A Guide to a Gene-Editing Philosophy

Nathan Stacy, M2, Class of 2022

Super Humans. Eradication of genetic diseases. Rich people boosting their kids’ traits, poor people left in the dust. Playing God.

These themes are hashed and rehashed in the great gene editing debate. And they all must be taken into account in what I will attempt to do next, which is to lay out a (beginners version of) a moral framework in which to understand and judge gene editing.

My thesis is this:

  Biological actions taken to restore human abilities are just and good, and                     biological actions taken to augment human abilities are unjust and bad.

This framework fits into what we naturally feel about a lot of different areas. For example, how do you (or the general public) feel about the following situations:

  • Steroids taken by baseball players
  • Blood transfusions for cyclists
  • Taking Adderall to improve concentration for a test (without medical necessity)

These are all examples of augmenting human abilities. We naturally feel that they are immoral and unjust.

Now consider these examples:

  • Steroids for patients suffering from autoimmune flares
  • Blood transfusions for patients who are bleeding out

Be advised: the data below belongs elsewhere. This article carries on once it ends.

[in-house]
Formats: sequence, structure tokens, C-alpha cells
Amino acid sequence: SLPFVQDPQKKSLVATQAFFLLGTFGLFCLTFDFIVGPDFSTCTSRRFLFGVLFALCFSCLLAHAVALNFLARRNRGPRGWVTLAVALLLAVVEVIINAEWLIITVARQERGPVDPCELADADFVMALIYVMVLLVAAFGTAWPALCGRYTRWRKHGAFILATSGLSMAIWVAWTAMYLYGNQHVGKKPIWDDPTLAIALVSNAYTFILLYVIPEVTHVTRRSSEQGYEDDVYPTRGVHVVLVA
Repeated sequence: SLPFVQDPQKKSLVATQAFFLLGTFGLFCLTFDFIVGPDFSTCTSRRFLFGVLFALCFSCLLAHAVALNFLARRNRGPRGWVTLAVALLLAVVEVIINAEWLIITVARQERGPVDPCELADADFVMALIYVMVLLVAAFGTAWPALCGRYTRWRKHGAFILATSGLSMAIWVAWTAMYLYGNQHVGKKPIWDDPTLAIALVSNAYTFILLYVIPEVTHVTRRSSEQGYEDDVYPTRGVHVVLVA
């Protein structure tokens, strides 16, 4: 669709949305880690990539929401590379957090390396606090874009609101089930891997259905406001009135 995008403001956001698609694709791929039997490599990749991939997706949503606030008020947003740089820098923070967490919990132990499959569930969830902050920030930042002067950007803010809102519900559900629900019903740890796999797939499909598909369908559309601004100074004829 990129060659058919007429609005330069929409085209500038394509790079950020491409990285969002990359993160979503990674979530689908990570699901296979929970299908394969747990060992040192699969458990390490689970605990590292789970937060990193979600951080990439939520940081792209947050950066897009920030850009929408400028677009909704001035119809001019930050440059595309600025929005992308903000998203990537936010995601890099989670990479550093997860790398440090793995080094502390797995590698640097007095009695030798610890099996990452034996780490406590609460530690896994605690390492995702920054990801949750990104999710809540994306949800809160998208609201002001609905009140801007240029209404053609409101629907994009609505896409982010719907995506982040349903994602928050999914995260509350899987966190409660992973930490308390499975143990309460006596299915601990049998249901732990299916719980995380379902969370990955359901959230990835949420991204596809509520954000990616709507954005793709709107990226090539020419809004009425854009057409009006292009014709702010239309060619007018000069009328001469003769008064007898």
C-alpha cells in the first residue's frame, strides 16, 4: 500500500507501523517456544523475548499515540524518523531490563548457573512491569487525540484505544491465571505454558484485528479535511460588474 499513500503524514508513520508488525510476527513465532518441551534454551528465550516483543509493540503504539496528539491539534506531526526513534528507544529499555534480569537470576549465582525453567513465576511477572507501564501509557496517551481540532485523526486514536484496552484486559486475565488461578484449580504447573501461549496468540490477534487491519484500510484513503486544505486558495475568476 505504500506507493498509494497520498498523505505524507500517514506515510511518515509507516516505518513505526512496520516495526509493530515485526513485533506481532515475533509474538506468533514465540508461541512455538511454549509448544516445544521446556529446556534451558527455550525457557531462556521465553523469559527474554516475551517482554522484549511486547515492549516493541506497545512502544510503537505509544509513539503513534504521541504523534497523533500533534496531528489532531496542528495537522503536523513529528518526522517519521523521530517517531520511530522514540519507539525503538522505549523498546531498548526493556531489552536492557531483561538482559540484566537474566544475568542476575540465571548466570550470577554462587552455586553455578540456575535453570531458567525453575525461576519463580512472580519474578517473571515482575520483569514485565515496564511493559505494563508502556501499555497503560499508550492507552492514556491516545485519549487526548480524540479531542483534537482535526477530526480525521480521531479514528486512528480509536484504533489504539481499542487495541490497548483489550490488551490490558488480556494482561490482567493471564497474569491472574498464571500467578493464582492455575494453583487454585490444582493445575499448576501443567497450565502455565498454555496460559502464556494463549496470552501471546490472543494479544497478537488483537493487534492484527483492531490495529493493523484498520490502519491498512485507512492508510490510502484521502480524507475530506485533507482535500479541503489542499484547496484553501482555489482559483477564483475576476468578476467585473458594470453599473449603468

• Taking Adderall when an individual has ADHD

These are all examples of restoring human abilities. You’d have to travel far and wide to find people who believe that these actions are immoral and unjust.

We can apply this framework to gene editing.

Let’s take a look at cystic fibrosis. Cystic Fibrosis is a debilitating, lifelong disease that people are born with. Many of us have a gut feeling that it must be just and good to use gene editing to cure this disease in utero. The good news: under this framework, we can! For we wish to restore, not augment, the natural abilities of humans with cystic fibrosis.

Now let’s look at super humans. Some people may wish to gene edit their kids so they run faster, jump higher, or will be more intelligent than they otherwise would be, even if they were perfectly healthy. Many of us have a slight sinking feeling in our gut when we think through the consequences of playing God in this fashion. The good news: under this framework, we cannot gene edit kids in this way, for it would augment, not restore the natural abilities of human beings.

My thesis is far from fully fledged. But it has helped me think about these issues in a more grounded way. And I hope it will help you as well.

If you have any thoughts or critiques about my thesis, feel free to reach out to me or to write a follow up or counter argument in the next edition of KU’s Med Intima.

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